Fertilizers are varied, this is also an area where you need to know what your soil is and needs. The best fertilizer is sheep manure, or cow manure, even rabbit, horse, and Bats. (bats are so great! eat the pesky mosquitoes AND fertilize, so build those bat houses for your yard!) But be sure manure isn't fresh. Fresh manure will burn your plants. Many stores will sell bags of manure that is mixed with compost. I have found these to be just a waste of money.(unless you want compost to help loosen your soil). the amount of actual manure is very little. You are best off buying liquid fertilizer. Be sure to check how much fertilizer your plant requires, Tomatoes for example if given too much fertilizer can become big beautiful bushes and produce little or no fruit because of too much nitrogen. (Nitrogen promotes GREEN growth. not fruiting)

Planting, If using a garden space, you can maximize your growing area by putting all vining plants like cucumbers and mellons on trellises. Raised bed gardening is a great way to cut down on your watering, weeding, and you can plant even more in the same space. I personally have grown 20 stalks of corn in one "4X4" box. each stalk produced 2-3 ears. Corn does best when it is close together for pollination. It also helps support the stalks in wind. I also have grown 20 Tomato plants in the same area. You can easily grow 3 times more in the same amount of space. and it is easier to maintain. (and even alot less work once you get it established, A wonderful book is "Square foot gardening") You can also find alot of information online on what each plant needs.

When you are ready to transplant plants outside, remember you cant just stick them outside and in the dirt and expect them to grow. they need to be "hardened off" this means setting the pots outside in a spot that doesn't get alot of direct sun at first, otherwise the plants can burn and die. then after acouple days, move to another spot that gets more sun but still not full, and so on until the plants are used to it. some people use some kinds of shading like using sheets or cloths staked around that can be lifted for a short time and then replaced. also remember little plants cant withstand much wind, so sheltering them alittle also helps them grow stronger, as long as it is alittle at a time and not full.

When plants are planted be sure to soak them with water, right away. and often while they are setting their root systems. now is the time to get stakes, cages and anything else up before the plant jumps ahead of you, also keeping ahead of weeds helps keep them under control. once weeds start to take over, you may find it too hard to fight especially when the temperatures get hot, and you get busy with summer activities. Mulching is one way that really helps keep the weeds down, and also can help keep the soil from drying out too fast when the sun is out. this saves on water and helps the plant to keep moist. be sure it doesn't get too moist or you may end up with other problems like fungus, and even slugs. I like to use grass clippings (without seeds). Mulch also helps keep the soil from splashing onto the plants when watered or when it rains, which can help prevent soil born diseases.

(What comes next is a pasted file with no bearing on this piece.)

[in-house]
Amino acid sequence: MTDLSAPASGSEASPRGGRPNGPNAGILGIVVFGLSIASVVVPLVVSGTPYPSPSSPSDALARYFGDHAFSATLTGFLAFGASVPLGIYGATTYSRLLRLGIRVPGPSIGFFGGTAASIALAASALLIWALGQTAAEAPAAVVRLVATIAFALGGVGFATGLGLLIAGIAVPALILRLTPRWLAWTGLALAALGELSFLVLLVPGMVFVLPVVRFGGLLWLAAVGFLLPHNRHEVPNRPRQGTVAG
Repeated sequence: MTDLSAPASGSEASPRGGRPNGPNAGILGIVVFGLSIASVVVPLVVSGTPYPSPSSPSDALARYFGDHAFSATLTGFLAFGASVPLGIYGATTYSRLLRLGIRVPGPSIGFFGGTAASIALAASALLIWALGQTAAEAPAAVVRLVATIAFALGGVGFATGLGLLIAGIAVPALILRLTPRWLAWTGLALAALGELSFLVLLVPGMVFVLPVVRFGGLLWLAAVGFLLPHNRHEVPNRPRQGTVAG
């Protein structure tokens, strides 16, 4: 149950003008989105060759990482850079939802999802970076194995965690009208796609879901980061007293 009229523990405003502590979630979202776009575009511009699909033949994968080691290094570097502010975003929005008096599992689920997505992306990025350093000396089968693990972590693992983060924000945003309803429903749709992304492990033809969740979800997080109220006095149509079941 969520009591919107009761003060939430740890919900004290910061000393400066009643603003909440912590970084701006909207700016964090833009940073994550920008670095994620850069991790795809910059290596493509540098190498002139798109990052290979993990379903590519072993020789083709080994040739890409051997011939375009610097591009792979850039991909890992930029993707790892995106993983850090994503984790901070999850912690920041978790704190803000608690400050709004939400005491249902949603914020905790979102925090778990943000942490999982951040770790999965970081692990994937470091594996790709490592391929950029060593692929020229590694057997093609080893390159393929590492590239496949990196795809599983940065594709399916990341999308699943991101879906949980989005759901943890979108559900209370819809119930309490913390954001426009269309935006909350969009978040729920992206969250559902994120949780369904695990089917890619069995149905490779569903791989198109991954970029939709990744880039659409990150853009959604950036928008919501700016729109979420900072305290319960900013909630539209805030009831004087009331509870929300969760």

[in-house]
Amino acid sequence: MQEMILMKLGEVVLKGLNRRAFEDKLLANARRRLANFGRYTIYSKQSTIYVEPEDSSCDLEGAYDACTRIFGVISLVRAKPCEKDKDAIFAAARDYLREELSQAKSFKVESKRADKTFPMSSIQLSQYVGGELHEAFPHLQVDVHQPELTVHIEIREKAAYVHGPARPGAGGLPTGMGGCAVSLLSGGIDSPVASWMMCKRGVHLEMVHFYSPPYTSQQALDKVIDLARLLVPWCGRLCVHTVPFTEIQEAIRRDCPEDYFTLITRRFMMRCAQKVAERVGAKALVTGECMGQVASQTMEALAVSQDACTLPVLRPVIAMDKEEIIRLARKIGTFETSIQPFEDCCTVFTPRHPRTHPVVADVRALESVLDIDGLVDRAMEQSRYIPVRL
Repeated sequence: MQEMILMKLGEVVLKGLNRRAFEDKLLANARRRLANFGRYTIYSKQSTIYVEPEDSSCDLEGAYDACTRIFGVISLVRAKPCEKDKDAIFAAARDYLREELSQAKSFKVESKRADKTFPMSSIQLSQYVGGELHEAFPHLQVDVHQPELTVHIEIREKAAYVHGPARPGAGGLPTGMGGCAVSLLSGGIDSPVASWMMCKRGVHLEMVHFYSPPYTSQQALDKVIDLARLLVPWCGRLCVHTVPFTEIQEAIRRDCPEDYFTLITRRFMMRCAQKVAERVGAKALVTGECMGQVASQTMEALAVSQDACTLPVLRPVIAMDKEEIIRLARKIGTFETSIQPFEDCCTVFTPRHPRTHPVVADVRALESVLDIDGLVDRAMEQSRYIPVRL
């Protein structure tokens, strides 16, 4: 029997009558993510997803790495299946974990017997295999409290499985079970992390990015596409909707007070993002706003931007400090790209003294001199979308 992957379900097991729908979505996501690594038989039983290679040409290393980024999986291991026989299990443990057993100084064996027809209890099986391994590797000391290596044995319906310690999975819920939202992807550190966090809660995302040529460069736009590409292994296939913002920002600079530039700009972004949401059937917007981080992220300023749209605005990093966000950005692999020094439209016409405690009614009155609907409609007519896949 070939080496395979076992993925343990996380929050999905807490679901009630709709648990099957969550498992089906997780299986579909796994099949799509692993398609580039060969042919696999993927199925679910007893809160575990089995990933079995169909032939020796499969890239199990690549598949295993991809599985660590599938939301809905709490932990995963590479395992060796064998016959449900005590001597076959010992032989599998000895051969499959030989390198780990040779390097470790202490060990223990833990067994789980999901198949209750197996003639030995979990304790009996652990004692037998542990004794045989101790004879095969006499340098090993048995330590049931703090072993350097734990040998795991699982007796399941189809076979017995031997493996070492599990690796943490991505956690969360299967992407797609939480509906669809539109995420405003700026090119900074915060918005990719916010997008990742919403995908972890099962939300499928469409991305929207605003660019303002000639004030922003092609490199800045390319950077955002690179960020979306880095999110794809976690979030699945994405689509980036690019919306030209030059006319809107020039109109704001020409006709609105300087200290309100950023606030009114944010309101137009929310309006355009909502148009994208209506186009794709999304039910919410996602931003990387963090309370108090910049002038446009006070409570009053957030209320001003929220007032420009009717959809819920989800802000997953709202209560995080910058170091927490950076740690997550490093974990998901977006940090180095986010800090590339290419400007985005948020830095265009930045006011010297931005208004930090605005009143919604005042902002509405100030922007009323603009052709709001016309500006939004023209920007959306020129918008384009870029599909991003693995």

I prefer to buy plants from local nurseries, they know what is ment for our growing time and 'zone' If you purchase from a seed catalog you may get a plant that can not handle our climate and does not survive. I personally have had the best luck with Gurneys and Johnny's seeds. Gurneys doesn't hesitate to send you a replacement if what you order shows up dead. or a tree or shrub that doesn't survive the growing season/ winter as long as it is for our zone. Johnny's has wonderful garden tools and information.www.gurneys.com or call for a free catalog 513-354-1492   Johnny's is www.johnnyseeds.com 1-800-879-2258

"Zone" means what will grow in our climate. garden vegetables don't really matter, as long as they list what their growing time is and you make sure there is enough time for the plant to grow and produce. when you need to be concerned with zones is when you are planting things like trees, shrubs, flowers, things you want to come back again next year without replanting. (except of course annuals) We are zone 3 and 4 depending on your exact area. Minot in the valley is more of a 4 because of more protection from winter winds, where as out on the plains is more zone 3. You can grow some things that are 4s with some extra protection. Like hybrid roses, I plant mine alittle deeper, and cover with straw and dirt to help insulate, I am sure you have seen the styrofoam white cones in peoples yards, (these are one form of winter protection) I don't like to use them because when we get the warm spell in Jan, it gets too warm in them and the plant can get a fungus, or other problems and many times die. But using Straw and other organic materials, (even burlap sacks) around tree trunks and such can help protect them from our winters. (this is helpful with grape vines also)

You should also know about rotation. You can not grow the same thing in the same place year after year. Many pests winter in the soil as eggs or larvae, depending on the food that was grown there the previous year. Soil born diseases can also go dormant for the winter. If the plant they were surviving on is no longer grown there, they can die off. Some guidelines are to not plant plants from the same family (tomatoes and potatoes are the same group, along with  tomatoes and peppers. Cabbage, broccoli  and cauliflower are the same family.) In the same spot as the year before. You should also grow deep rooted plants where shallow rooted plants were the year before and visa versa.

Well, good luck! There is tons of information everywhere on gardening. Next month I will talk about safe organic pest control, which will also include using other insects.